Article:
The observation of a landscape passing by. The sun rises on a hill of spidery fur. Light dances on a cephalopod skin. The gaze seeks out the vision. The tarantula is busy manufacturing the world from insects, silk and dew. Cliffs emerge from the dawn. The light has not yet reached the face of humans. The tarantula tugs on the golden filaments. On the other side of the surface of creation, a cuttlefish teaches the landscape the variation of colours and forms. Its ancient eye registers every movement of the sea. Another presence intrudes. The gaze seeks out a vision, clumsily.
At times immobile, sometimes animated, a photosensitive technical object observes Creation. An interaction that awakens the vision. The gaze might believe itself to be on the outside looking in, it’s the great trickery of the gods; the vision cannot do so, it is here, alongside, amongst, captured. The crab locates, situates, territorialises. Violence and tenderness inherent in the vision, in other words the photosensitive relationship. Waves that are at times proteinic, at others digital, or both at once, run over the cephalopod’s skin. The technical object and the associated milieu, the environment of vision: the pulsation of the chromatophore is in harmony with the suppleness of the pixel. The digital sensor learns the long history of dermatoptism, or of visual perception through the skin. Ancient images appear through the shivers that run over the skin of the world, images of intertwinings, entrapments and transitions, of dominations and bewitchments. The coats of the bodies rub against spectres, whose visions still hold a bygone fantasy of capture and control. Unless the contrasting paths of the light allow for the powers of creation and destruction to be further redistributed.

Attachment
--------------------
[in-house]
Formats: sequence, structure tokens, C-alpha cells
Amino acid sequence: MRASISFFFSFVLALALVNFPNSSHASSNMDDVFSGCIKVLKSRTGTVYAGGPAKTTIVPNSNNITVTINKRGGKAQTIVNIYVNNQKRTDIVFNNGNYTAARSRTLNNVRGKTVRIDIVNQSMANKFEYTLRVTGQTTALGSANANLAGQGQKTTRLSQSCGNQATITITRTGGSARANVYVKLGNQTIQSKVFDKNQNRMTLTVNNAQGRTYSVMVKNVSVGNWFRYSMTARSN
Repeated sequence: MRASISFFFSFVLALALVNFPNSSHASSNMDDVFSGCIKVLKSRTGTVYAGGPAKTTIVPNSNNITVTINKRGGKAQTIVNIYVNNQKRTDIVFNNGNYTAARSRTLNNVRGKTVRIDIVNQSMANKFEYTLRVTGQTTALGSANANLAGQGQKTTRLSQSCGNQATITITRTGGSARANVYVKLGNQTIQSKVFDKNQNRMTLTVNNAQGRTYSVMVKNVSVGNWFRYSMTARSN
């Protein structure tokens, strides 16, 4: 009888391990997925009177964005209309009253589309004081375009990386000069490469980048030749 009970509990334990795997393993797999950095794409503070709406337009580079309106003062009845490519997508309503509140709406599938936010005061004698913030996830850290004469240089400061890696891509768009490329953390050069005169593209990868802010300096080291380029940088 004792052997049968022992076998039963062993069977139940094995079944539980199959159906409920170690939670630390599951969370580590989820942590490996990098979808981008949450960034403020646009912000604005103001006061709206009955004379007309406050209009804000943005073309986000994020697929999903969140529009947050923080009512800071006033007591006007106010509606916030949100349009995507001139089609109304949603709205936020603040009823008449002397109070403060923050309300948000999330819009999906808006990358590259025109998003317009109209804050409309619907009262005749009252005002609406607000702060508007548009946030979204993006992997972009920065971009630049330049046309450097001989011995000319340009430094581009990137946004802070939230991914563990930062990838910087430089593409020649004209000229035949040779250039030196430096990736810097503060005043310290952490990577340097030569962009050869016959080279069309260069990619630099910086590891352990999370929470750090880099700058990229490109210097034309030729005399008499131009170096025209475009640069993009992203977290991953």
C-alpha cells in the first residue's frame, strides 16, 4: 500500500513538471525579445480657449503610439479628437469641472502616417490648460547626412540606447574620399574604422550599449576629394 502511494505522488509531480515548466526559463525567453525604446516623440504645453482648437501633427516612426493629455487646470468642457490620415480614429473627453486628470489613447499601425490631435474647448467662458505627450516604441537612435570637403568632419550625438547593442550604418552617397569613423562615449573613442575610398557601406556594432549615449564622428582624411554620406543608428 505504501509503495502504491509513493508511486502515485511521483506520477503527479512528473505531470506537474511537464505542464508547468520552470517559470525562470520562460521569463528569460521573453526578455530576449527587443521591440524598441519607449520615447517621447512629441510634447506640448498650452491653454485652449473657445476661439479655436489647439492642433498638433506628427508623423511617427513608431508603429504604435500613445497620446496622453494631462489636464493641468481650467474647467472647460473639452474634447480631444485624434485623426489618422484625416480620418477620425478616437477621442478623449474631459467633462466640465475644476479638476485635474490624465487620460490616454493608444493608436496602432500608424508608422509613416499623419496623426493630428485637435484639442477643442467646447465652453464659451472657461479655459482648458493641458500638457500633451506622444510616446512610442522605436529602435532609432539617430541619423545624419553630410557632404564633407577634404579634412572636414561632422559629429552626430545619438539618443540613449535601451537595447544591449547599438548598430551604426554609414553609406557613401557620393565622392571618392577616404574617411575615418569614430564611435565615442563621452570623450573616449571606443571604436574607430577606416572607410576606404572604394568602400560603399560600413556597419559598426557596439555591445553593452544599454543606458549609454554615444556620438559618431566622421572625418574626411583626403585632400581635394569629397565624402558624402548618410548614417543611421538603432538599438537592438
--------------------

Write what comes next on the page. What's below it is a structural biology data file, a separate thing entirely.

An imagined garden prepares a new energetic emergence, suspended, patient, waiting for the earth. Under the vision of a snow leopard at the height of summer in Paris, some scrubland burns and leaves dance. Phototrophic stems that consume the light and imitate its movements. Archaic sensors of vision or mechanic illusion. To the rhythm of the dance, sometimes called “walking” by humans, plateaux of the world accumulate. In the darkness of the anthropic bowels of the earth and the glare of the modelling software, a gesture, perhaps futile. The resistance of a fantasy.
Jeremie Brugidou & Lia Giraud
Translated from French by Jacqui Chappell